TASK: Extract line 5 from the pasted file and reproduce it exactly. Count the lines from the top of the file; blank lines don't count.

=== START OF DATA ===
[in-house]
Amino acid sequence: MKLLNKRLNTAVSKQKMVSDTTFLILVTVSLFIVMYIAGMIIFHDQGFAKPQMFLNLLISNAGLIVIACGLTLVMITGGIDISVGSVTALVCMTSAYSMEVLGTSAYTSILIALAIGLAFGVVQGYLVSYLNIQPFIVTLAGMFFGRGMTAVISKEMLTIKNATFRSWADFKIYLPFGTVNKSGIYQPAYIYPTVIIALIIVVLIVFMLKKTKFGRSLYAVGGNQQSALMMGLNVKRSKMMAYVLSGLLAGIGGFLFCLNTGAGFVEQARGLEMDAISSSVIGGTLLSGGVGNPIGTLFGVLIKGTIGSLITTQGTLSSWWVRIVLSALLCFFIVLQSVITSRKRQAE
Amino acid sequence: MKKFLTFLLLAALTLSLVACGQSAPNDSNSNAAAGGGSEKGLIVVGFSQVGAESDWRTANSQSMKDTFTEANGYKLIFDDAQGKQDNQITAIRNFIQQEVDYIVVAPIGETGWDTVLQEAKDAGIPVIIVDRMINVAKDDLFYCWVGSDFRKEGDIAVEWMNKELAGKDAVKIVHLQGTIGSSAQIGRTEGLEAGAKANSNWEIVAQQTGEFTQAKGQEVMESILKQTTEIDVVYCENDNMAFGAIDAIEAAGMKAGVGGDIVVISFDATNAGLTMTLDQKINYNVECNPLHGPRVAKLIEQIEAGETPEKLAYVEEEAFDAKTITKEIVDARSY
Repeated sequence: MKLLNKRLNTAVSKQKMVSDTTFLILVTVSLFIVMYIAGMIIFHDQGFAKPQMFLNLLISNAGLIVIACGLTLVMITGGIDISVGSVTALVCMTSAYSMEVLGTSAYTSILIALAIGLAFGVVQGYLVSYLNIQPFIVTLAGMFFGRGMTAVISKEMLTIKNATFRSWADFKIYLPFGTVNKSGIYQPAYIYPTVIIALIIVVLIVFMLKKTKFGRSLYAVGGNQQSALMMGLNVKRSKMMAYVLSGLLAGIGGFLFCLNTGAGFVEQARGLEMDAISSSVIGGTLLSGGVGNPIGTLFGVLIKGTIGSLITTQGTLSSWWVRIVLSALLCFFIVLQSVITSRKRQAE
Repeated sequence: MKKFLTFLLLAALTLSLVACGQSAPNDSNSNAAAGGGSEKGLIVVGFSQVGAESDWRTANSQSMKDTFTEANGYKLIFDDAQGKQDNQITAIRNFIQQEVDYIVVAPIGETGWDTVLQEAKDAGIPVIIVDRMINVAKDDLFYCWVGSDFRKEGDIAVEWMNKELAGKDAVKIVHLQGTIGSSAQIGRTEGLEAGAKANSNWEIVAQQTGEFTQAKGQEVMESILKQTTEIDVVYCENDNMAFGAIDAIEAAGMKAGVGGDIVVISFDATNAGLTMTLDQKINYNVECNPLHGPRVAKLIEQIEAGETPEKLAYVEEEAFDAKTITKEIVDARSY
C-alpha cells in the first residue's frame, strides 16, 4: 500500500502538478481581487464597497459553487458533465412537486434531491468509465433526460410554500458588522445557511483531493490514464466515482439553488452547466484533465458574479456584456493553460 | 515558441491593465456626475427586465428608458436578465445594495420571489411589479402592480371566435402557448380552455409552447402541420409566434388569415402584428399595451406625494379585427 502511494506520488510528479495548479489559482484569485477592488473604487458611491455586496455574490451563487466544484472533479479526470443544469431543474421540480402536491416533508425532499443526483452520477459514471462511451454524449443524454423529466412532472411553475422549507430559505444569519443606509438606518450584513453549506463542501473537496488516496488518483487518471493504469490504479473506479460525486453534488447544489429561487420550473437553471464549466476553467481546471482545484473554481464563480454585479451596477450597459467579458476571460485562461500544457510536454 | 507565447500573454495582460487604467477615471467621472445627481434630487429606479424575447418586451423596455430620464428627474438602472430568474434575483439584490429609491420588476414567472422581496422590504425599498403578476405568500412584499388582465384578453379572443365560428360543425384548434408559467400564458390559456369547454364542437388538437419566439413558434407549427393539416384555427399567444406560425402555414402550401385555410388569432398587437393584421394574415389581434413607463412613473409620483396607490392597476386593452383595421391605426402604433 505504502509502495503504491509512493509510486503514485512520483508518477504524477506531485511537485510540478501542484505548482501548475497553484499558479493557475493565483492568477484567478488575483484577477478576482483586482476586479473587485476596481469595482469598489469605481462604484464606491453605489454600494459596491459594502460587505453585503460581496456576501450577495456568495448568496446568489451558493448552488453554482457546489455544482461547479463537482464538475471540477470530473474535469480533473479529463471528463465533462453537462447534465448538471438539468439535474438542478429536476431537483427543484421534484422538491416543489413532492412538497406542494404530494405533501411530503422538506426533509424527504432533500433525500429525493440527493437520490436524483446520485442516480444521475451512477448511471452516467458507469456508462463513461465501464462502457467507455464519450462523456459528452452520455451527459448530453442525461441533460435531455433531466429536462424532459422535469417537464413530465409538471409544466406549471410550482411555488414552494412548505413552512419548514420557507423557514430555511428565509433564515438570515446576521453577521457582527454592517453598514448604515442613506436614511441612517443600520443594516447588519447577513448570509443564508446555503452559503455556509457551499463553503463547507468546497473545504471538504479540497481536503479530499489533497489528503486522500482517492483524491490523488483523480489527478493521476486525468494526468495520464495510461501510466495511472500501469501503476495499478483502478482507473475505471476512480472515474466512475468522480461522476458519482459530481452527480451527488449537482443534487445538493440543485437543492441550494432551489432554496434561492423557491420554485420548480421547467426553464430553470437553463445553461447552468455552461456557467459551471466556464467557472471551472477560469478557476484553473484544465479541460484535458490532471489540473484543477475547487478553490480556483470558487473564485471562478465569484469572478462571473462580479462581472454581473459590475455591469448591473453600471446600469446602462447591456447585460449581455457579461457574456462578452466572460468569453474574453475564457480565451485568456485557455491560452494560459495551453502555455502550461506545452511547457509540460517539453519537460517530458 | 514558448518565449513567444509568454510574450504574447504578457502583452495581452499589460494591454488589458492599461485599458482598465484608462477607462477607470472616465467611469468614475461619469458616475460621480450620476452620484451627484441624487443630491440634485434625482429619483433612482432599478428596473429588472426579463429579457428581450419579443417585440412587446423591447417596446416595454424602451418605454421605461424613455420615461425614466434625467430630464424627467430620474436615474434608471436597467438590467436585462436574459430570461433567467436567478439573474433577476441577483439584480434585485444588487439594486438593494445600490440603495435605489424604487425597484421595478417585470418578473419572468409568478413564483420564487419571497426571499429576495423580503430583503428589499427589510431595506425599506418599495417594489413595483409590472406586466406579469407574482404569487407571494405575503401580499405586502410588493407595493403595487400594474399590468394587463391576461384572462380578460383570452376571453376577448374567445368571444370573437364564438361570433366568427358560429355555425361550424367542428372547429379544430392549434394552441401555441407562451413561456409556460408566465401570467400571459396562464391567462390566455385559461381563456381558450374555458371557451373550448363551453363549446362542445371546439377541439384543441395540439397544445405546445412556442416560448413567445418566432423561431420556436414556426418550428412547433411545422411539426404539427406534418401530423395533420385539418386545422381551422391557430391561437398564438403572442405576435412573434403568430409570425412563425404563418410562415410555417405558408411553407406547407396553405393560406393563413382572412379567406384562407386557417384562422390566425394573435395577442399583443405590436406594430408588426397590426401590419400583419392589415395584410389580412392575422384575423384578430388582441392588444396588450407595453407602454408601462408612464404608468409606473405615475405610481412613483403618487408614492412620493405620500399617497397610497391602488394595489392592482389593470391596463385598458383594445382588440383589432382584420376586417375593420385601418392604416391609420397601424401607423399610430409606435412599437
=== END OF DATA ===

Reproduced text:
Repeated sequence: MKKFLTFLLLAALTLSLVACGQSAPNDSNSNAAAGGGSEKGLIVVGFSQVGAESDWRTANSQSMKDTFTEANGYKLIFDDAQGKQDNQITAIRNFIQQEVDYIVVAPIGETGWDTVLQEAKDAGIPVIIVDRMINVAKDDLFYCWVGSDFRKEGDIAVEWMNKELAGKDAVKIVHLQGTIGSSAQIGRTEGLEAGAKANSNWEIVAQQTGEFTQAKGQEVMESILKQTTEIDVVYCENDNMAFGAIDAIEAAGMKAGVGGDIVVISFDATNAGLTMTLDQKINYNVECNPLHGPRVAKLIEQIEAGETPEKLAYVEEEAFDAKTITKEIVDARSY